* A report indicates that nearly two-thirds of Abbotsford schools that were tested had higher-than-acceptable levels of lead in drinking water. The school district states that it will work on a permanent plan to deal with the problem, which could involve new pipes, filtration or automatic flushing devices.
* Fraser Health wins a court injunction to remove occupants of a homeless protest camp from the former MSA Hospital grounds on McCallum Road. The campers began occupying the property in mid-July, and Fraser Health said they were on private land and needed to go.
* A dust explosion during a blaze at a furniture manufacturing plant on Peardonville Road results in a fireball engulfing four firefighters in a 20-foot wall of flames. None are injured.
* A massive accidental fire destroys Lou’s Grill, a 25-year-old restaurant viewed by many as a landmark in Abbotsford. The incident, which takes place around 6:30 a.m., leaves many without work, but nobody is injured. Owner Michael Loukas says he plans to re-open by summer.
* Abbotsford lawyer Ravi Duhra films a man as he goes on a racist rant in a parking lot following the issuing of a ticket. The video gains international attention. Karry Corbett is later charged with uttering threats, causing a disturbance and two counts of assault in relation to the tirade.
* Police bust two residential meth labs one day apart. The first is uncovered at a home on Marshall Road near Everett Street, and the second is in the 1700 block of Mt. Lehman Road. The Abbotsford Police drug squad, the RCMP clandestine drug lab team and Abbotsford Fire Rescue Service are among those involved in the investigation.
* Letisha Reimer, 13, is killed Nov. 1 in a random stabbing at Abbotsford Senior Secondary, while her close friend is seriously injured. Police announce the following day that Gabriel Klein, a 21-year-old transient, has been charged with second-degree murder.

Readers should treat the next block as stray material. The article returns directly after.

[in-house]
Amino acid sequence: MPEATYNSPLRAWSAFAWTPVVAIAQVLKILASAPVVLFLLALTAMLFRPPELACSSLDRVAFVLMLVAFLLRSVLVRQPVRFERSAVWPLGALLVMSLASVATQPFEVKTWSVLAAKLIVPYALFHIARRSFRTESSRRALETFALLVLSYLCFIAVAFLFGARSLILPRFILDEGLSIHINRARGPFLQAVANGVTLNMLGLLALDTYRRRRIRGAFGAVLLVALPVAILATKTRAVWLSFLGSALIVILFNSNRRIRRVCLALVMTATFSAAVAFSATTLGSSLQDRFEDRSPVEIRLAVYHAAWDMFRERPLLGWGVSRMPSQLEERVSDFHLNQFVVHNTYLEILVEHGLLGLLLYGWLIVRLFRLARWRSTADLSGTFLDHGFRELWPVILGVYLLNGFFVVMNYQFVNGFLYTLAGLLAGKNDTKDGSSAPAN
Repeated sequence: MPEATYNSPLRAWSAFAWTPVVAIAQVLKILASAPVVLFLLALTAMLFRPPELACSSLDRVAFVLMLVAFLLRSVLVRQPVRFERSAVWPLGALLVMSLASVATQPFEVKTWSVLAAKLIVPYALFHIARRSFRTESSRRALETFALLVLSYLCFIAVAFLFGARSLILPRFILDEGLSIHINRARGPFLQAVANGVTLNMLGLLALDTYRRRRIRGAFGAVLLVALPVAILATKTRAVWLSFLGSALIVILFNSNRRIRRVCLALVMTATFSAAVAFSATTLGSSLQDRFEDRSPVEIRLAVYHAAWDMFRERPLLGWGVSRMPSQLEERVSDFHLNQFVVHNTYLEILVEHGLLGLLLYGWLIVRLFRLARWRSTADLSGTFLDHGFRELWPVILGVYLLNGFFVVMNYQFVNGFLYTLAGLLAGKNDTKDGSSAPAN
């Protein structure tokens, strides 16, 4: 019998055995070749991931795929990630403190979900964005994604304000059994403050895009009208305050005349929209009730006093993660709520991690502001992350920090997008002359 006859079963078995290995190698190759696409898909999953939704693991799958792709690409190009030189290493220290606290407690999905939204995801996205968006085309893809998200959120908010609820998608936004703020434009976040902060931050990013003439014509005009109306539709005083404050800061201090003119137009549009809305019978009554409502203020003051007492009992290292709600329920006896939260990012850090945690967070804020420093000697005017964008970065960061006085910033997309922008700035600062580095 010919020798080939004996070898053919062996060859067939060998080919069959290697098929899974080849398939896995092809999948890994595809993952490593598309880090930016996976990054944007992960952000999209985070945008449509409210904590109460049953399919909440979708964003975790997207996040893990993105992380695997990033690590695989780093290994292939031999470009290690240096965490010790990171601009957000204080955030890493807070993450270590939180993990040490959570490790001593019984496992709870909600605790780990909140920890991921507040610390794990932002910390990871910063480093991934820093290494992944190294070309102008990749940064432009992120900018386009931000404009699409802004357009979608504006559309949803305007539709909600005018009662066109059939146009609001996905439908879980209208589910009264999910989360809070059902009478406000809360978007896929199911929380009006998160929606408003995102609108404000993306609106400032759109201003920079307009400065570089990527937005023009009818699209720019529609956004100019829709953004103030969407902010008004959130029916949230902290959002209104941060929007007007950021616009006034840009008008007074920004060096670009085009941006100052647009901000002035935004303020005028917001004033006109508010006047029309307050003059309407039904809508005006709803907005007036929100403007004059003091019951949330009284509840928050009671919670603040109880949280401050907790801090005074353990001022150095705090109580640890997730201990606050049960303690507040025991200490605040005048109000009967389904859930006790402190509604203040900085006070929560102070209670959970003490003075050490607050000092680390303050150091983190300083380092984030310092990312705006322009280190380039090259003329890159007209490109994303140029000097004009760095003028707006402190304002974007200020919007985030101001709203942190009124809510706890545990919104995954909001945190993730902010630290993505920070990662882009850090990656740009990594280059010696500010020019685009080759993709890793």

* The highly controversial Kinder Morgan Trans Mountain pipeline proposal is approved by the federal government. The project will twin the pipeline, which runs between Alberta and the company’s Burnaby terminal and includes 30 kilometres of pipe through Abbotsford.
* The trial begins for Jeffrey Friesen, charged with second-degree murder in the shooting death of estranged wife Leanne Friesen, 40, in 2013. Leanne’s body is found by police in the garage of her Cassiar Court home in Abbotsford. The trial, which is expected to take several weeks, continues in January.
* A new report from the Canadian Mortgage and Housing Corporation indicates that Abbotsford and Mission have the scarcest supply of rental housing in the nation. The region’s vacancy rate is 0.5 per cent, resulting in the average rent in the region increasing from $787 in 2015 to $829 this year.
* Longtime Abbotsford MP Ed Fast, 61, suffers a stroke at his home and is reported in stable condition. A statement released by his office says he is “expected to make a full recovery.”
* Two men are injured in a drive-by shooting on Walsh Avenue that police confirm is linked to the ongoing Townline Hill gang conflict. Police receive reports of gunshots in the area, but there are no victims on the scene when they arrive. They soon receive word that two men with gunshot wounds have shown up at the hospital. The shooters are not found.